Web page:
CHICAGO — Those most at-risk of being involved in a shooting in Austin can expect a personal visit from the 15th district police commander sometime soon.
Police launched a pilot program Friday in Austin that will deliver customized messages to those deemed most likely to be shooters or shooting victims.
McCarthy said police have developed a "heat list" of those most likely to be involved in violent crime. That list includes a network of about 16,000 people across the city, 400 of which are directly associated with a homicide victim through gang affiliations or arrest records.
"In this superheated group, you're an offender one day and a victim the next," McCarthy told reporters Friday.
McCarthy said custom notifications will put high-risk individuals "on notice" that law enforcement will pursue the stiffest penalties possible if they choose to commit violent crimes. The personalized messages will also offer social services that police say will offer a path out of a life of crime.
"A lot of these people are scared," McCarthy said. "They're in a lifestyle that they can't get out of, and you don't know if one of those individuals is going to look at us and say, 'You know what, I want to get out of here. Can you help me do that?'"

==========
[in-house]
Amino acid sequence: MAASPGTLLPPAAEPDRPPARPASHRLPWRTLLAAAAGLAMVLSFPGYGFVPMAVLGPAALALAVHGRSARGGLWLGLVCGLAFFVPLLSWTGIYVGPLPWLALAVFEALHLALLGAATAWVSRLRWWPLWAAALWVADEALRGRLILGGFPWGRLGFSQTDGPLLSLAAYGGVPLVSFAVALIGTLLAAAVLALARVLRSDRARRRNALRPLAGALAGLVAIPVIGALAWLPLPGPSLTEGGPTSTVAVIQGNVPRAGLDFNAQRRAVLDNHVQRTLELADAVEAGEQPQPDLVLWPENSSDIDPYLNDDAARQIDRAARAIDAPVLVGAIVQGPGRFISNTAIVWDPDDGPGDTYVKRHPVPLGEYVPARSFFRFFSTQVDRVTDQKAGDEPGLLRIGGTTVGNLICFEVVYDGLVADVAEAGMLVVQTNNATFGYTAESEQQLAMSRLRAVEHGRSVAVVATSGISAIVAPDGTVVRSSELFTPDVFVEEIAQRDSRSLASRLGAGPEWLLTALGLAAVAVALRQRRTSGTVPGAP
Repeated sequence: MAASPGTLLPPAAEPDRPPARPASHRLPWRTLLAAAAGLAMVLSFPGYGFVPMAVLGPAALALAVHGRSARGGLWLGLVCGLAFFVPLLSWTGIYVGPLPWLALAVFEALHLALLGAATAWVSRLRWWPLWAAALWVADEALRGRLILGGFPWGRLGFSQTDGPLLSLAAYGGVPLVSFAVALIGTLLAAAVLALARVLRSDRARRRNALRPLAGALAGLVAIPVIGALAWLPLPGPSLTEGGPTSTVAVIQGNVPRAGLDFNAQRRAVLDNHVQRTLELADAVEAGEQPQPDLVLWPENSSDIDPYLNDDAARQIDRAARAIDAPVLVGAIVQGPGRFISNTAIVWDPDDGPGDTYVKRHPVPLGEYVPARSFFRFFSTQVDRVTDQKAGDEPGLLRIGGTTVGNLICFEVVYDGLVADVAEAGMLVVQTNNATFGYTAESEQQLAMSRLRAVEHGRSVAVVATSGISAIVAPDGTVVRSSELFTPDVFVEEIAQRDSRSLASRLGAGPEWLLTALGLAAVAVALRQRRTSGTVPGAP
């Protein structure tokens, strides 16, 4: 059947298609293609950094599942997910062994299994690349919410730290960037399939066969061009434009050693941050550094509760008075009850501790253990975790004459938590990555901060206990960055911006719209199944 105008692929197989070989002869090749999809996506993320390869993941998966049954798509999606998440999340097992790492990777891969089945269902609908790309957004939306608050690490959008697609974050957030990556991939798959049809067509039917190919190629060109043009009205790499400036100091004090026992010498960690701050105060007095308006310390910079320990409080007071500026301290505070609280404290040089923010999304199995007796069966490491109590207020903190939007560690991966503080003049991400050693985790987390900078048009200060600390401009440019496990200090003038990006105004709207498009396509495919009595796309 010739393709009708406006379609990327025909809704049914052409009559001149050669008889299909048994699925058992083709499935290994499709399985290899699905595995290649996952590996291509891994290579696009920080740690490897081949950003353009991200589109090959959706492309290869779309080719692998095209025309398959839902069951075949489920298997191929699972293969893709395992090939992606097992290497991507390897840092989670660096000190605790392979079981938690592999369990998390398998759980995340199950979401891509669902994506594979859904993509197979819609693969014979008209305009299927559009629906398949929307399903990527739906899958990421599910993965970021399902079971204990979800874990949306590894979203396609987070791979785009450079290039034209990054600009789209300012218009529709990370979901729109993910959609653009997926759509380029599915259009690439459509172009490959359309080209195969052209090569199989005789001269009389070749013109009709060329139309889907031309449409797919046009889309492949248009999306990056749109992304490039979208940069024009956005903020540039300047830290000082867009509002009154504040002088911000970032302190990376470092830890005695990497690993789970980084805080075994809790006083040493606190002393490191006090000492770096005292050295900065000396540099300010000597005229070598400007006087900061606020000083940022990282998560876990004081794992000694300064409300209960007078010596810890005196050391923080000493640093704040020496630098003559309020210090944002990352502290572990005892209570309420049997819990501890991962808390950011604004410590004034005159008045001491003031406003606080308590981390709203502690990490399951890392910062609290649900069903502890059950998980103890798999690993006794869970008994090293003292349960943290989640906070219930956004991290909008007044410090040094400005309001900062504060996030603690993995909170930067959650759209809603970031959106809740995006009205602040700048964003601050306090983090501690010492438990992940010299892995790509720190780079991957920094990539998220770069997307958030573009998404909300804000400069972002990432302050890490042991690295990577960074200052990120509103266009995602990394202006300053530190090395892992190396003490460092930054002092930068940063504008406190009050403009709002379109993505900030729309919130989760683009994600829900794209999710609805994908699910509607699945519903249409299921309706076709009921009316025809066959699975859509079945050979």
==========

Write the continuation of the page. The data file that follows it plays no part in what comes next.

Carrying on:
McCarthy says the new method is a natural extension of a program that began under former Superintendent Jody Weis and will be another tool in the department's "toolbox" aimed at preventing shootings.
The department already conducts "call-ins" where police meet with gang members and warn them the entire gang will be targeted if one or more of its members decide to commit a violent crime. McCarthy said a "very clear dip in violent crime" typically follows these "call-in" sessions and is hoping the custom notifications have a similar effect.
Under the pilot program, 15th District Police Commander Barbara West was going to start delivering the customized messages in Austin beginning Friday afternoon.
West said a community leader will accompany her as she delivers the letters in the hopes that hearing the message from someone other than a police officer may have a more powerful impact.
The Austin neighborhood has seen 17 homicides so far this year, making it one of the most violent neighborhoods in the city, according to DNAinfo.com Chicago data.
West said she is targeting 20 to 25 people in the entire Austin neighborhood that have made the "heat list."
"Much of our city's violence is actually perpetuated by a small number of individuals," West said Friday.
West said she has conversations with "people on the corner" all the time about changing their violent lifestyle, but the commander said hand-delivering physical notifications will formalize those conversations.
And McCarthy said he may personally accompany West before expanding the program to other neighborhoods across the city.
McCarthy said the new program is another way to reduce shootings and, by extension, murders in Chicago.
"You never know who's going to listen," McCarthy said. "Some of them may, some of them may not, but at the end of the day, we're trying."